Daesh suicide bomber kills Libyan troops near Benghazi
by Compiled from Wire Services
ISTANBULDec 20, 2016 - 12:00 am GMT+3
by Compiled from Wire Services
Dec 20, 2016 12:00 am
A suicide bomber has killed eight Libyan army troops near the eastern city of Benghazi, an attack that showed Daesh is still able to strike out in the North African country despite recent battlefield losses, Libyan security and health officials said yesterday. The move came after the Libyan unity government announced the end of military operations in Sirte eight months after the start of the operations against the militant group.
The Sunday bombing in the besieged Ganfouda area was a counterattack on the advancing troops that also wounded another eight soldiers, officials said, speaking on condition of anonymity because they were not authorized to talk to the media.
Daesh claimed responsibility for the bombing in a statement that circulated online, releasing images of an explosion hitting parked vehicles and buildings it said were taken from a drone.
"The fighting in Ganfouda is in its last stage, and terrorist group leaders are besieged inside," army spokesman Ahmed al-Mosmari said. Ganfouda is one of the last two extremist-held areas in Libya's east, besieged by Libyan army troops that answer to Field Marshal Khalifa Hifter.
The long battle for the coastal town of Sirte has prompted fears of a counter-attack or insurgent campaign that could enable the militants to show they are still in business despite the rout, a heavy blow for a group that is also under intense military pressure in its core territory of Iraq and Syria.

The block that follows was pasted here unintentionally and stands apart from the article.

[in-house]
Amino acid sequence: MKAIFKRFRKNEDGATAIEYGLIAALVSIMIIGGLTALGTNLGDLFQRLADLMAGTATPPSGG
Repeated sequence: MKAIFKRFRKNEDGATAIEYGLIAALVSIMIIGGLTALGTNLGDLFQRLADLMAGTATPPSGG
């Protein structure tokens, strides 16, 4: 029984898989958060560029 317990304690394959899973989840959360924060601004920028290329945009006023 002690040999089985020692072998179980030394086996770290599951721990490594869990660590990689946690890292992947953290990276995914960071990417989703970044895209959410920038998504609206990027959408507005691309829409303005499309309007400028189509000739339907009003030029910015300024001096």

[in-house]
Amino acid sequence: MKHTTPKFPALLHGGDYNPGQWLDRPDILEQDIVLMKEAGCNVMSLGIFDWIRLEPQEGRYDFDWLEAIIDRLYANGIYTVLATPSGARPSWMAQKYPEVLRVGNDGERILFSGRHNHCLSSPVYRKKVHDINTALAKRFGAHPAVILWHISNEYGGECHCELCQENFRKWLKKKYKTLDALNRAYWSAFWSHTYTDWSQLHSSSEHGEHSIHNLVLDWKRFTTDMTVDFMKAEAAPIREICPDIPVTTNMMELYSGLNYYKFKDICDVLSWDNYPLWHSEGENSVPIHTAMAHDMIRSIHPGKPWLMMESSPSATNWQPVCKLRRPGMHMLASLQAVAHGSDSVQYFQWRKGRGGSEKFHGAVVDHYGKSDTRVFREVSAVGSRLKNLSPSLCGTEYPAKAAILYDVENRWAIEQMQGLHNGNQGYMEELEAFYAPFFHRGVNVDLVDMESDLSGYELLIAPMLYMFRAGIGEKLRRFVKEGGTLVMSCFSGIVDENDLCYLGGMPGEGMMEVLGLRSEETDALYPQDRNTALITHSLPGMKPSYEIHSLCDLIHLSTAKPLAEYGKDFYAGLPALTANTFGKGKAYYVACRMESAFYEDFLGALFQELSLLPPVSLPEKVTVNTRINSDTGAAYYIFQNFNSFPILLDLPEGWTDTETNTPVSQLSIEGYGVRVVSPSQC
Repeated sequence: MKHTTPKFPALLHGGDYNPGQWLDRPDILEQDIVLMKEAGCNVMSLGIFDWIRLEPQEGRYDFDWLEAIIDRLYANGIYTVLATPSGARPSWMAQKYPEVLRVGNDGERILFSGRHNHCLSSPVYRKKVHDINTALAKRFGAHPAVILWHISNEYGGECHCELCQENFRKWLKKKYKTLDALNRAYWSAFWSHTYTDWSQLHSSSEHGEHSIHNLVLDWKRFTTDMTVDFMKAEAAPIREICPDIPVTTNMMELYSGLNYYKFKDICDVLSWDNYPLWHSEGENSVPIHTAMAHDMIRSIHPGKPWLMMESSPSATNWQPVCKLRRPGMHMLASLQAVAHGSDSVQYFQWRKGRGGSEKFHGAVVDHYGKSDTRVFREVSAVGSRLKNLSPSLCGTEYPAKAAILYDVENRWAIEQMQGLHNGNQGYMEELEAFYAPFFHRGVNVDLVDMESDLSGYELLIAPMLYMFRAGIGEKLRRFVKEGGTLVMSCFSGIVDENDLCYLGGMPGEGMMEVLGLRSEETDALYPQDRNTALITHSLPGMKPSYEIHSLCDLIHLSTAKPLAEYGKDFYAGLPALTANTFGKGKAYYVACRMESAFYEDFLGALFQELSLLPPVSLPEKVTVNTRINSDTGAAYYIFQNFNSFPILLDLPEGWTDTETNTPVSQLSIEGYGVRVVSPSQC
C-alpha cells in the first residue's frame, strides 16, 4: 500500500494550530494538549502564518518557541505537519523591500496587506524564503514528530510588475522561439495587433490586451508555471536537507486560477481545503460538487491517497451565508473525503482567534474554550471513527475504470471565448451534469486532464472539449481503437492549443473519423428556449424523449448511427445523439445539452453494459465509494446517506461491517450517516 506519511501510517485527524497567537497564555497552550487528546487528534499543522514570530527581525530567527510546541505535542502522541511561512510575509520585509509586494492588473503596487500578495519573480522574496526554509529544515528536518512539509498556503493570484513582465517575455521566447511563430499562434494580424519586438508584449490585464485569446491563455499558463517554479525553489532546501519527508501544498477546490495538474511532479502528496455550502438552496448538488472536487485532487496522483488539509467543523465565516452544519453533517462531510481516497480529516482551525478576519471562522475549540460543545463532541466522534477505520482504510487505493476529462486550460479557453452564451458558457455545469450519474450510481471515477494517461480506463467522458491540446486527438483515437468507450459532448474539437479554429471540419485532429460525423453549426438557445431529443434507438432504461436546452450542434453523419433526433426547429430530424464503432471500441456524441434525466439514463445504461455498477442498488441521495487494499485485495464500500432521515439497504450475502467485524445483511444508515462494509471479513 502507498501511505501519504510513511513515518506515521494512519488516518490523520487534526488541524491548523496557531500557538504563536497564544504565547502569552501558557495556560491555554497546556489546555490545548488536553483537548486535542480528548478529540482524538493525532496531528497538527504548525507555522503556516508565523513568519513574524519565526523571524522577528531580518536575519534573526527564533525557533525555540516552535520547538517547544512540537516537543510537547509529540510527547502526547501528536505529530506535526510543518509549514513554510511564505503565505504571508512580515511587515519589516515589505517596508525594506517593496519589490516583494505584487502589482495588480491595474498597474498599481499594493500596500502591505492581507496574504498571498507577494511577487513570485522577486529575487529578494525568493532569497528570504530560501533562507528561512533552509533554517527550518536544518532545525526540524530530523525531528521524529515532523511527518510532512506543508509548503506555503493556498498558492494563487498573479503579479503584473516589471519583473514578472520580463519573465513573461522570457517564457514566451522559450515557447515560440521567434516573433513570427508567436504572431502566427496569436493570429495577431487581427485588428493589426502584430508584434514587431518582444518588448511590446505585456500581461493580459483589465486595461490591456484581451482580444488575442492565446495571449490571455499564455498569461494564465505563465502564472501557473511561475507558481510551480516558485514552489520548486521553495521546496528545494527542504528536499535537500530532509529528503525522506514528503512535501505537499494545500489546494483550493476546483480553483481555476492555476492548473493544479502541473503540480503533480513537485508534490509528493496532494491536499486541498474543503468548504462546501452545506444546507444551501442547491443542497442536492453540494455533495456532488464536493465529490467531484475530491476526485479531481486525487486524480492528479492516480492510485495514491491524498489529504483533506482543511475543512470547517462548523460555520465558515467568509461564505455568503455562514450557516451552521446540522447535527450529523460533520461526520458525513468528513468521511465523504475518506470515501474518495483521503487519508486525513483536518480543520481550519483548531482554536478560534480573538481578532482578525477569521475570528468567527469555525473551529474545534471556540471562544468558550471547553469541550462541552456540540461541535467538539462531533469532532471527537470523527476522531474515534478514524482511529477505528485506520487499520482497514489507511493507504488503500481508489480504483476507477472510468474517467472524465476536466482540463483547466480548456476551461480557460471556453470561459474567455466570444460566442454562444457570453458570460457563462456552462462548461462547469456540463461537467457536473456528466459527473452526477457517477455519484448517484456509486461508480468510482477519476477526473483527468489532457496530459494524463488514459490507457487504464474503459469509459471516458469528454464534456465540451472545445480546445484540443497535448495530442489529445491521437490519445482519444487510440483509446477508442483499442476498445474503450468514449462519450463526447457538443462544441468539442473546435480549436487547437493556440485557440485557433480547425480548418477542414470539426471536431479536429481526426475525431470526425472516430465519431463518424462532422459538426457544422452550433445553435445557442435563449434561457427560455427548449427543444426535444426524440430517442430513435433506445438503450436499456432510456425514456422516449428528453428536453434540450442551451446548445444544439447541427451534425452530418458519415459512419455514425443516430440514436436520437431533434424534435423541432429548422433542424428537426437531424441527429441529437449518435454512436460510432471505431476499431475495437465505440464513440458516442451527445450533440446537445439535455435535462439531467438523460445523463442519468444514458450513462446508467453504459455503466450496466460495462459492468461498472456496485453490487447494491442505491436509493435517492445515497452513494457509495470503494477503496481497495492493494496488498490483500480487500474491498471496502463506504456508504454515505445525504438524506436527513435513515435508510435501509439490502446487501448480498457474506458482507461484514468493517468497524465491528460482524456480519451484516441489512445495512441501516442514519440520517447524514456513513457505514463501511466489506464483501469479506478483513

The oil-rich North African country descended into chaos after the Western intervention and parts of it have become a bastion for Daesh, giving the militants a new base even as its territory in Syria and Iraq shrinks under constant assault.
Libya has suffered from a chronic absence of security as various actors have emerged. There are two centers of power in the crisis- hit country; the internationally recognized government in Tobruk, the Government of National Accord (GNA) and Tripoli-based General National Congress (GNC). The GNA is the centerpiece of U.N. efforts to end the five years of chaos in Libya and it now faces an even tougher battle to assert its authority over the rival administration in the east.
The powerlessness of the central government has led many people to take up arms against the government. After the ouster and subsequent killing of Gaddafi, the army has disintegrated, and the central government has gradually lost its power without having much effect on the ongoing violent clashes between armed forces loyal to General Khalifa Haftar. State security forces have also failed to protect the government, leaving the country unprotected and open to heavy clashes between rival militias trying to gain authority over the government and the country. Peace and political stability seems far off as no rival militias have been strong enough to put an end to the ongoing war.